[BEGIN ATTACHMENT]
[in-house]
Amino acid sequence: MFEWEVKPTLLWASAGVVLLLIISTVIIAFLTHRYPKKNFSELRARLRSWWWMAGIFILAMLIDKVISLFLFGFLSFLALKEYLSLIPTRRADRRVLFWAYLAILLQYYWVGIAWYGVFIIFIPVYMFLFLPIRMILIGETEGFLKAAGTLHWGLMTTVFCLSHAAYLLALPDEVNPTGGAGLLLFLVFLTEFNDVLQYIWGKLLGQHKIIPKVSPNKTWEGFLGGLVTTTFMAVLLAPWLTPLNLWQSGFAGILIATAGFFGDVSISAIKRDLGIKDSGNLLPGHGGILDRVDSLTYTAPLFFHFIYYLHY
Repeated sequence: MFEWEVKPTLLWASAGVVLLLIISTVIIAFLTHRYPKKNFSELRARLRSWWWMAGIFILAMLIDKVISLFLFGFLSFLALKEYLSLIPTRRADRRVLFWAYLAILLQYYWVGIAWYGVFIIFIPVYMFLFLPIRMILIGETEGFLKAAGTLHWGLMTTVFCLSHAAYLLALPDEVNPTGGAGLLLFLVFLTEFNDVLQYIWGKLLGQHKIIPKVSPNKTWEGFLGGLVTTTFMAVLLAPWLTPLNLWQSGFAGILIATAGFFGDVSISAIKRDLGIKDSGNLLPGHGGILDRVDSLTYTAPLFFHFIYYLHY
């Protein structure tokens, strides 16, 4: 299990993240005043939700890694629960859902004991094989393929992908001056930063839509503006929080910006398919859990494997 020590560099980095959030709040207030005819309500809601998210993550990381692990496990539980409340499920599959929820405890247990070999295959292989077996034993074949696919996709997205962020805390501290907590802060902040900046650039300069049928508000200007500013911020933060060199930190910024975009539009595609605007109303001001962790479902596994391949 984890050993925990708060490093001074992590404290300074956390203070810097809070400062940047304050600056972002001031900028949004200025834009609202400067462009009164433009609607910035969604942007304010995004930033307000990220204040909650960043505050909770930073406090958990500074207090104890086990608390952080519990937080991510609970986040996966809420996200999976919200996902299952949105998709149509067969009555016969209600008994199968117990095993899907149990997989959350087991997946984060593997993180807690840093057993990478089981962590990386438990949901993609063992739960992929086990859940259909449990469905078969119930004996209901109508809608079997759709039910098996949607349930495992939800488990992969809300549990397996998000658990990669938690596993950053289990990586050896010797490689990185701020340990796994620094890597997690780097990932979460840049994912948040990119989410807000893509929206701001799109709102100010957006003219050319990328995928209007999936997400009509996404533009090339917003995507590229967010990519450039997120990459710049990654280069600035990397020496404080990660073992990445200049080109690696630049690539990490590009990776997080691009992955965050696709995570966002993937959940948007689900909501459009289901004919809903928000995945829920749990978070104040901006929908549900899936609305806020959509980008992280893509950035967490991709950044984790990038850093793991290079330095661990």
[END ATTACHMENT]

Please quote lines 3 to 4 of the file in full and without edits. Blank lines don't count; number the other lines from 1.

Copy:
Repeated sequence: MFEWEVKPTLLWASAGVVLLLIISTVIIAFLTHRYPKKNFSELRARLRSWWWMAGIFILAMLIDKVISLFLFGFLSFLALKEYLSLIPTRRADRRVLFWAYLAILLQYYWVGIAWYGVFIIFIPVYMFLFLPIRMILIGETEGFLKAAGTLHWGLMTTVFCLSHAAYLLALPDEVNPTGGAGLLLFLVFLTEFNDVLQYIWGKLLGQHKIIPKVSPNKTWEGFLGGLVTTTFMAVLLAPWLTPLNLWQSGFAGILIATAGFFGDVSISAIKRDLGIKDSGNLLPGHGGILDRVDSLTYTAPLFFHFIYYLHY
């Protein structure tokens, strides 16, 4: 299990993240005043939700890694629960859902004991094989393929992908001056930063839509503006929080910006398919859990494997 020590560099980095959030709040207030005819309500809601998210993550990381692990496990539980409340499920599959929820405890247990070999295959292989077996034993074949696919996709997205962020805390501290907590802060902040900046650039300069049928508000200007500013911020933060060199930190910024975009539009595609605007109303001001962790479902596994391949 984890050993925990708060490093001074992590404290300074956390203070810097809070400062940047304050600056972002001031900028949004200025834009609202400067462009009164433009609607910035969604942007304010995004930033307000990220204040909650960043505050909770930073406090958990500074207090104890086990608390952080519990937080991510609970986040996966809420996200999976919200996902299952949105998709149509067969009555016969209600008994199968117990095993899907149990997989959350087991997946984060593997993180807690840093057993990478089981962590990386438990949901993609063992739960992929086990859940259909449990469905078969119930004996209901109508809608079997759709039910098996949607349930495992939800488990992969809300549990397996998000658990990669938690596993950053289990990586050896010797490689990185701020340990796994620094890597997690780097990932979460840049994912948040990119989410807000893509929206701001799109709102100010957006003219050319990328995928209007999936997400009509996404533009090339917003995507590229967010990519450039997120990459710049990654280069600035990397020496404080990660073992990445200049080109690696630049690539990490590009990776997080691009992955965050696709995570966002993937959940948007689900909501459009289901004919809903928000995945829920749990978070104040901006929908549900899936609305806020959509980008992280893509950035967490991709950044984790990038850093793991290079330095661990």